BH: As a writer, I find the 4-issue story arc a challenge as it isn’t a format I’ve worked in before. A majority of the comics I’ve written or drawn have either been single issues or 5 to 6-issue arcs so my brain is trained to work with that much real estate. But I love challenges and love constraints in art–it forces you to innovate and to hone your craft to a greater degree. It’s been a lot of fun so far, and the shorter issue count has forced me to really focus on what is important to the story and to make every page count.
Cullen and Brian, what did you learn about collaborating as co-writers from The Sixth Gun miniseries which you created with other artists?
CB: I think the biggest thing we learned—or at least the thing we realized while working on The Sixth Gun and other books—is that it’s vital that the artist is part of the team, not just a resource. Sometimes, writers treat artists that way. Sometimes, artists approach projects with that attitude. But when everyone on the project is engaged—when they all have a voice—the final book is so much stronger. Of course, we all created this thing together, so we’re all “in it to win it.” We’ve got that component of making the comic all locked up.
BH: Cullen and I have always had a strong and respectful collaborative relationship so the work between us has always come relatively easy. The learning curve for me, when working with others, has been in how to engage with the artist and make sure that they are on the same page and share the same enthusiasm for the project. In the past, when I’ve taken that for granted, it has made for a less satisfying experience than should have been the case. As Cullen said, the key is to make sure all the creative voices are heard and fully engaged in the project. You can absolutely tell when a book is made with passion—you can feel the artists and writers having a blast!
There are a lot of different ways to make a comic together. What’s your process?
TC: For me, one of the most interesting and challenging things is working in a contemporary setting. Most of my work has been set in the past. Petrograd, Witchfinder, Harrow County were all set in very specific times and places that give the setting a lot of “tooth”. It takes a lot more work to try and breath life and energy into a contemporary setting.
CB: Forget what I just said about working together! I come up with pure genius and Brian just nibbles at the scraps I leave behind!
All right, all right. That’s not quite how it works.
Brian and I usually sit down together and outline each of the issues. (This is, mind you, after we have the overarching story in mind.) We outline in detail, determining how many pages each scene will need. Then, we divvy up the scenes and go off to write them. At this point, Brian will call me or I will call Brian with a cry of, “I need more space! Can I have one of your pages?” Once everything is written, we merge the scripts together and make sure it reads well. The final stage is a lettering pass to make sure all the dialogue reads the way we want it to before the book is lettered.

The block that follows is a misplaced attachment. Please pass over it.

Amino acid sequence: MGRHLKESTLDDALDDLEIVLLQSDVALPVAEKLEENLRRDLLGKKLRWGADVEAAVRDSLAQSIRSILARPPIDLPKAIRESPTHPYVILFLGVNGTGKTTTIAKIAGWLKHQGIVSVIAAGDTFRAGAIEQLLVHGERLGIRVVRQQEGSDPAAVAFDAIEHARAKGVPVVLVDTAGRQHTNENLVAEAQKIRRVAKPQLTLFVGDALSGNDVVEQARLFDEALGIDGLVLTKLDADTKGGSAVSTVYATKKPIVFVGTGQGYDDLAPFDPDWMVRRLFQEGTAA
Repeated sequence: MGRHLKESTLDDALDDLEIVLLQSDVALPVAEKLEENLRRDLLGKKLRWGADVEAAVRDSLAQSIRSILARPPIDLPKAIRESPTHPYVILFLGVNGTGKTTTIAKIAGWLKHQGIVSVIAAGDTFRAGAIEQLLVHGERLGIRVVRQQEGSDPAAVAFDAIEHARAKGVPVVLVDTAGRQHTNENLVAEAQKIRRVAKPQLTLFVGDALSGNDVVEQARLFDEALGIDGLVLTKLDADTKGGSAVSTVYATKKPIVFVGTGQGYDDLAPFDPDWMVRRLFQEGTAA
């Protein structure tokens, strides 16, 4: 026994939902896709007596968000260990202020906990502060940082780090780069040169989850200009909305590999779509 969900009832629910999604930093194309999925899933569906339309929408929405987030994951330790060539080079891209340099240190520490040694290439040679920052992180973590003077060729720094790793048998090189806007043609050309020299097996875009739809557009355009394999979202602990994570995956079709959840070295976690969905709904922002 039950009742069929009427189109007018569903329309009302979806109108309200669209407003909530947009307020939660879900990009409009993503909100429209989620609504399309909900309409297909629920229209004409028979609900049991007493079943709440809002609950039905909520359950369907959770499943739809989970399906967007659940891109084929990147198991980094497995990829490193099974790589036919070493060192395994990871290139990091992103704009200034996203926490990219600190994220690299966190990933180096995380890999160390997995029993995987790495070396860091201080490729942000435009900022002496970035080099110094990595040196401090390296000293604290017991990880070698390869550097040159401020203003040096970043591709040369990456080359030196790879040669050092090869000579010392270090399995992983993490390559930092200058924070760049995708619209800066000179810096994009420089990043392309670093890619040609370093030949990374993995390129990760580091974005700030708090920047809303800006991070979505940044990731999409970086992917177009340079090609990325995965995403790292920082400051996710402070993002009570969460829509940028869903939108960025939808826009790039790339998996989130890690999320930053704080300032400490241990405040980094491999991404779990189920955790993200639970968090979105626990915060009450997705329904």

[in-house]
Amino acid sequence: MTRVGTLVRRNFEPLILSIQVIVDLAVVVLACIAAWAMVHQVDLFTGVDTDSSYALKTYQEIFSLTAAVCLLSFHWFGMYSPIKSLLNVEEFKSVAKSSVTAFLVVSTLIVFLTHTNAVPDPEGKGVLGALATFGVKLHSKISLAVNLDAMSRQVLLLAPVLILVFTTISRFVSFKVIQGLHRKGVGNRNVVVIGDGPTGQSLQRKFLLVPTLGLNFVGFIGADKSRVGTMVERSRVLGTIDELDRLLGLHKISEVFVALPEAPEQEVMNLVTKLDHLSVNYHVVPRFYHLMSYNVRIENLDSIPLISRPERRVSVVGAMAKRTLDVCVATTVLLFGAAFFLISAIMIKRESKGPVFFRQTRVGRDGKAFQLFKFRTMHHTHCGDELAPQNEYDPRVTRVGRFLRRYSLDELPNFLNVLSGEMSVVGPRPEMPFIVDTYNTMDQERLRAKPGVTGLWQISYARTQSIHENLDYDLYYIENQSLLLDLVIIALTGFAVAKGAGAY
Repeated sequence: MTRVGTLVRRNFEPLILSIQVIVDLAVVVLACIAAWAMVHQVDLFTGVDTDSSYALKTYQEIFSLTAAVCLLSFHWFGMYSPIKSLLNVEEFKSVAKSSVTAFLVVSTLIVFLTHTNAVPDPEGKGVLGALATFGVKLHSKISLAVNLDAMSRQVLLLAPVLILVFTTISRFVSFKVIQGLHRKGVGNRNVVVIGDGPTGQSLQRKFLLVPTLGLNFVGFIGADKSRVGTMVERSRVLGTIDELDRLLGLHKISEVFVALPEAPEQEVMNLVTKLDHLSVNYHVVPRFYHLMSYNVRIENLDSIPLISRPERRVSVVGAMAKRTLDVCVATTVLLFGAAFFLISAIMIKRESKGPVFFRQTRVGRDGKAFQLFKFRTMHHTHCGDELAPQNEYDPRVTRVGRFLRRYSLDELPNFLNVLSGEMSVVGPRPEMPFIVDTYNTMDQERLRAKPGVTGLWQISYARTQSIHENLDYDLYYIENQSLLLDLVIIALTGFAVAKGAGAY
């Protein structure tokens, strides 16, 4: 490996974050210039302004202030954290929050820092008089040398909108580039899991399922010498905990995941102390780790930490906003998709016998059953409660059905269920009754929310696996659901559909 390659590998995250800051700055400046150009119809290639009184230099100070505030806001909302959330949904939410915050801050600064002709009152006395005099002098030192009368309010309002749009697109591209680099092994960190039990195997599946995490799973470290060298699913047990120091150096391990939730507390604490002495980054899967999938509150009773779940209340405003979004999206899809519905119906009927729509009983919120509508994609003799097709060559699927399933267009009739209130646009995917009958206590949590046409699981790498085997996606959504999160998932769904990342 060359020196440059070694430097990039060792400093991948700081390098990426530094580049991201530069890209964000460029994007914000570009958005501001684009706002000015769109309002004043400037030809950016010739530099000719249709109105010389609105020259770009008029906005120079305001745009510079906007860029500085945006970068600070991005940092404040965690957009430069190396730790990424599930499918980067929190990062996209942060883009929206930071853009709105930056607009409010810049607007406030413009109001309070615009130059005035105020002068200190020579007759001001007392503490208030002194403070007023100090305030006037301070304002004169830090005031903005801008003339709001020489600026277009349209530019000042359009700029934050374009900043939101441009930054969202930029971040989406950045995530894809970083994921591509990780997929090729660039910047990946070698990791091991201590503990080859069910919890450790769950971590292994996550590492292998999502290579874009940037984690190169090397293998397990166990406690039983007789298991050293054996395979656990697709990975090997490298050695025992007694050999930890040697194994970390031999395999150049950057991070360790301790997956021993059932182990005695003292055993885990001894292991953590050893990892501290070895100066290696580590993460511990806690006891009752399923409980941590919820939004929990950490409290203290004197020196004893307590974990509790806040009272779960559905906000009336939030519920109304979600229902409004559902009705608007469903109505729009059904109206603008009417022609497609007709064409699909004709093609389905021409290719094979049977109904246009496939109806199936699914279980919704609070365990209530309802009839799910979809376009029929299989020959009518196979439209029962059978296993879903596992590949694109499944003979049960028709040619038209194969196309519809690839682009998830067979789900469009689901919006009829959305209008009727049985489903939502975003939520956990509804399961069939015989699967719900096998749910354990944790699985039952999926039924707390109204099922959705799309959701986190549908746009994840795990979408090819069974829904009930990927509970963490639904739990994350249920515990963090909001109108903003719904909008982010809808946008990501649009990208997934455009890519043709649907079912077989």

BH: As you said, there are a lot of different ways to co-write. What Cullen described above is our standard approach and the one that works best for us. But, different stories sometimes have different approaches and we’re not against shaking it up a bit and trying new approaches. Again, this goes back to our years (and years) of collaborating together. We have always had complimentary demeanors and creative impulses. We share a lot of genre interests, storytelling preferences, etc., but we also differ enough to challenge each other creatively and make something that is truly unique: a work that could only be created by the amalgamation of our creative energies. It’s what I love about the collaborative experience.
Cullen, you clearly have a deep appreciation of horror. Writing so many different stories in the genre, does it became harder to find a new angle to approach it from?
CB: I don’t think so. The great thing about horror is that there are so many flavors and sub-genres. There’s cosmic horror, comic horror, slasher horror, splatterpunk, and everything in between. With Manor Black, we’re really playing in the arena of gothic soap operas, which is new territory for me, and I love it!
Harrow County, Sixth Gun, and The Damned all have elements of horror, but very different flavors. How do those fuse together in a collaboration between the three of you?
CB: That’s another way in which we keep it fresh, really. Brian’s take on horror and Tyler’s take on horror are very different than mine alone. So, when we start putting this together, we challenge one another. We share new ideas. And that sort of melds into something that not one of us would have put together on his own.